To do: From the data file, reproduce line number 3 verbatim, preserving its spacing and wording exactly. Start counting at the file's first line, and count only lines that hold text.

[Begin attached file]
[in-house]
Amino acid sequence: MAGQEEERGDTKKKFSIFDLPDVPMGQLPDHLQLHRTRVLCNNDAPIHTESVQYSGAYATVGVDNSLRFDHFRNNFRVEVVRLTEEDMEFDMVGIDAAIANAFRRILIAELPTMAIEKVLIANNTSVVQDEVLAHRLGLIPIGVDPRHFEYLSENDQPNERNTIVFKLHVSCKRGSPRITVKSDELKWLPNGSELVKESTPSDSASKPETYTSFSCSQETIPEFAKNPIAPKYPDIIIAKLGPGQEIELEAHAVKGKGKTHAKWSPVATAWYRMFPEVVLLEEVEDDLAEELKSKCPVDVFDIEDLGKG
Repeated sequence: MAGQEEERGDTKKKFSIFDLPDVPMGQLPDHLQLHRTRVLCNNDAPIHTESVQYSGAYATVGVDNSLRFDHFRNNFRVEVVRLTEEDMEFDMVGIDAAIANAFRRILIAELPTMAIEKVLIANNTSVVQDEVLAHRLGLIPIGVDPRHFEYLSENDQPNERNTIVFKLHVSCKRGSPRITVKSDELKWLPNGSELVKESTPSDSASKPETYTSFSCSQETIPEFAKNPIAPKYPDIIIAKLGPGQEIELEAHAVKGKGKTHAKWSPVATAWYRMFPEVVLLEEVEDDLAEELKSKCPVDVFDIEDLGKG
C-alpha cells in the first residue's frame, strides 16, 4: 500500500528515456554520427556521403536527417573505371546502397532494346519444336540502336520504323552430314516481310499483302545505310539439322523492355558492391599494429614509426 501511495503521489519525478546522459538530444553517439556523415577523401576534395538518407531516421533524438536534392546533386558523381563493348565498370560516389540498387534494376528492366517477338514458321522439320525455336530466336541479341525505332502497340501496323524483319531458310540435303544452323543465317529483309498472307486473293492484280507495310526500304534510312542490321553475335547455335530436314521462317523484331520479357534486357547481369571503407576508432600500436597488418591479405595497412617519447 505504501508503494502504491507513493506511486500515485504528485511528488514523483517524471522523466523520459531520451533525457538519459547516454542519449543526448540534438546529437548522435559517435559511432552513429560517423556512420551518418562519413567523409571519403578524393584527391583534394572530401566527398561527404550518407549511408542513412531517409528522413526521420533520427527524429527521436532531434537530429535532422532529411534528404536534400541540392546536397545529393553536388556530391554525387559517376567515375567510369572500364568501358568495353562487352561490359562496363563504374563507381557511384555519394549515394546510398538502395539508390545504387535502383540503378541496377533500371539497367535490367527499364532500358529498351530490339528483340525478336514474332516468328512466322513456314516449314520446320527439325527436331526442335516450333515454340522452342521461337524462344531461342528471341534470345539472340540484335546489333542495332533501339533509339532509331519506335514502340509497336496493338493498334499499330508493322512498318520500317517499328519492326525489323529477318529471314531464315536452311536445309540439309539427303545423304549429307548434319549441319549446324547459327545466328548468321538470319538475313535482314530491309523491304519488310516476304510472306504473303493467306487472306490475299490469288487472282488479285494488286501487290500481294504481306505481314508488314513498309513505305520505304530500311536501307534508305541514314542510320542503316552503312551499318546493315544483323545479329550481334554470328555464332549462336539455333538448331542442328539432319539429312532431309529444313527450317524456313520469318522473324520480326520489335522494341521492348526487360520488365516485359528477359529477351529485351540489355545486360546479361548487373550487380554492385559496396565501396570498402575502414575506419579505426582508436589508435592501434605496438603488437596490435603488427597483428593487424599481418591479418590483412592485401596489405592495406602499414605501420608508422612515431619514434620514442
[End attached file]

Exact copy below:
Repeated sequence: MAGQEEERGDTKKKFSIFDLPDVPMGQLPDHLQLHRTRVLCNNDAPIHTESVQYSGAYATVGVDNSLRFDHFRNNFRVEVVRLTEEDMEFDMVGIDAAIANAFRRILIAELPTMAIEKVLIANNTSVVQDEVLAHRLGLIPIGVDPRHFEYLSENDQPNERNTIVFKLHVSCKRGSPRITVKSDELKWLPNGSELVKESTPSDSASKPETYTSFSCSQETIPEFAKNPIAPKYPDIIIAKLGPGQEIELEAHAVKGKGKTHAKWSPVATAWYRMFPEVVLLEEVEDDLAEELKSKCPVDVFDIEDLGKG